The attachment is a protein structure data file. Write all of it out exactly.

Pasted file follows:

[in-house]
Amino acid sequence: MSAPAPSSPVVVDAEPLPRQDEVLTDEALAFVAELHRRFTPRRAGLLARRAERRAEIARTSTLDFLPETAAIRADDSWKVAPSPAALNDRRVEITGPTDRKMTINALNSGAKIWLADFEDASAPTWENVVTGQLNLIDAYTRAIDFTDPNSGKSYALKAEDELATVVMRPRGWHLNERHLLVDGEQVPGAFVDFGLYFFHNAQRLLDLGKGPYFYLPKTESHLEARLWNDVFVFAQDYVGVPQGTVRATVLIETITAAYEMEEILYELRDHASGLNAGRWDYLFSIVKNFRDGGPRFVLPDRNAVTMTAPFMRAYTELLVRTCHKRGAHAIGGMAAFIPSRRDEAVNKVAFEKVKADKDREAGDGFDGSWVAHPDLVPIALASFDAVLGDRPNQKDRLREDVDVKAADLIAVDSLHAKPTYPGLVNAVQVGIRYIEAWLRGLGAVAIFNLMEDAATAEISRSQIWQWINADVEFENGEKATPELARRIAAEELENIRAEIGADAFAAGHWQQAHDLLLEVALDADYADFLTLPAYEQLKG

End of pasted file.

[in-house]
Amino acid sequence: MSAPAPSSPVVVDAEPLPRQDEVLTDEALAFVAELHRRFTPRRAGLLARRAERRAEIARTSTLDFLPETAAIRADDSWKVAPSPAALNDRRVEITGPTDRKMTINALNSGAKIWLADFEDASAPTWENVVTGQLNLIDAYTRAIDFTDPNSGKSYALKAEDELATVVMRPRGWHLNERHLLVDGEQVPGAFVDFGLYFFHNAQRLLDLGKGPYFYLPKTESHLEARLWNDVFVFAQDYVGVPQGTVRATVLIETITAAYEMEEILYELRDHASGLNAGRWDYLFSIVKNFRDGGPRFVLPDRNAVTMTAPFMRAYTELLVRTCHKRGAHAIGGMAAFIPSRRDEAVNKVAFEKVKADKDREAGDGFDGSWVAHPDLVPIALASFDAVLGDRPNQKDRLREDVDVKAADLIAVDSLHAKPTYPGLVNAVQVGIRYIEAWLRGLGAVAIFNLMEDAATAEISRSQIWQWINADVEFENGEKATPELARRIAAEELENIRAEIGADAFAAGHWQQAHDLLLEVALDADYADFLTLPAYEQLKG